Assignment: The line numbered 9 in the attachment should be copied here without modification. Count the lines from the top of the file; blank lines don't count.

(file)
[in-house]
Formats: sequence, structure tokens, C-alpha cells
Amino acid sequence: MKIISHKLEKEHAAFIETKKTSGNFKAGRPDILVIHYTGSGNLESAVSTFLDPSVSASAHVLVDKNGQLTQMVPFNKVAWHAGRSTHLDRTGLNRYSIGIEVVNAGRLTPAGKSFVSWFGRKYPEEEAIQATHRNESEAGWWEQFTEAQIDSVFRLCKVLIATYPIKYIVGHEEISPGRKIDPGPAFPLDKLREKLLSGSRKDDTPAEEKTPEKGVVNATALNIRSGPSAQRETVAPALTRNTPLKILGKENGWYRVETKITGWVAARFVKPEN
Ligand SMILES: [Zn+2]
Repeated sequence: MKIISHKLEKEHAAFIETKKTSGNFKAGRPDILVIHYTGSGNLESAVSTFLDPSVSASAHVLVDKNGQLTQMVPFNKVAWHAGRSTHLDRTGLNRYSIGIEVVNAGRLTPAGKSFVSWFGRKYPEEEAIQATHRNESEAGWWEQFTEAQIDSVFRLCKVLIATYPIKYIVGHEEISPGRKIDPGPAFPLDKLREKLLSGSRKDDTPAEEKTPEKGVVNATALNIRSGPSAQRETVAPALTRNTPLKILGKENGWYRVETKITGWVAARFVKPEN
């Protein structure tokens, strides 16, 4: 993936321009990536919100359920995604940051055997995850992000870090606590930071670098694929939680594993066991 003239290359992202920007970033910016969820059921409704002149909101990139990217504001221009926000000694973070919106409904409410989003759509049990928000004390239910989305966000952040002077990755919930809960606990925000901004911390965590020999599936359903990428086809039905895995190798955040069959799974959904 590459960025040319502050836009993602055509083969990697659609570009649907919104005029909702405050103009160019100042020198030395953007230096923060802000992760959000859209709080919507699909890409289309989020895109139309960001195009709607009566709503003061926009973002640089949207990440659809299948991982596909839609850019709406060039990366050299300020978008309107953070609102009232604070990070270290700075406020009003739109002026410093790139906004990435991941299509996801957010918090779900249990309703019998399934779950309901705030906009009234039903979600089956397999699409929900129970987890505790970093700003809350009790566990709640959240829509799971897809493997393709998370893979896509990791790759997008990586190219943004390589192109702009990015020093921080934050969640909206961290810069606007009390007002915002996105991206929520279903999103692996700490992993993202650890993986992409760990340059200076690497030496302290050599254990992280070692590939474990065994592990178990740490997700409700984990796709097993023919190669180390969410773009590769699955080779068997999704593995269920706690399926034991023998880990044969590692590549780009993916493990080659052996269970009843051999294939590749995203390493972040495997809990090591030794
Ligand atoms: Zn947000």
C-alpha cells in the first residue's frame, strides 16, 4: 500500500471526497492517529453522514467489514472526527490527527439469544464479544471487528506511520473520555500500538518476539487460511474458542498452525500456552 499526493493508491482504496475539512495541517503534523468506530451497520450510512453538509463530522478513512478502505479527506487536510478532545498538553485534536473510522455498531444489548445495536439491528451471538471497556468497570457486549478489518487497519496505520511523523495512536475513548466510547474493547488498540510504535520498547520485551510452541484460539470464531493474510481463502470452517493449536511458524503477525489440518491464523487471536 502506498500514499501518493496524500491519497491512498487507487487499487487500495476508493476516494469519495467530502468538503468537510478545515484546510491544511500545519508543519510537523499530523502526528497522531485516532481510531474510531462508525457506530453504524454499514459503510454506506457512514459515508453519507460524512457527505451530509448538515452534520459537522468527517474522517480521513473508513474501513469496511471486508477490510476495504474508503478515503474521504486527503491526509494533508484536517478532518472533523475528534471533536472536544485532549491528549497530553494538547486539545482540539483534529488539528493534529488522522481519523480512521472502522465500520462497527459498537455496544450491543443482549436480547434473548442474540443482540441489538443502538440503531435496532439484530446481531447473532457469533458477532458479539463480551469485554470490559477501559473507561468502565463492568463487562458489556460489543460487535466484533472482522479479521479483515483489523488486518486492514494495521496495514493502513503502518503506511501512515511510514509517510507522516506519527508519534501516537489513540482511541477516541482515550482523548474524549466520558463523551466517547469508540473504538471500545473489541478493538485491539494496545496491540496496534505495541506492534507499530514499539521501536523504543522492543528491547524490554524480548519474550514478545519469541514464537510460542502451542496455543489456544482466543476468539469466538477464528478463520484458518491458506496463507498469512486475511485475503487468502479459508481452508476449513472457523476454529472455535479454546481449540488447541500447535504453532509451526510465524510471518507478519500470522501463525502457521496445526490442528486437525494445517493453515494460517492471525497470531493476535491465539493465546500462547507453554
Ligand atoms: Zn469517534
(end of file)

Ligand atoms: Zn469517534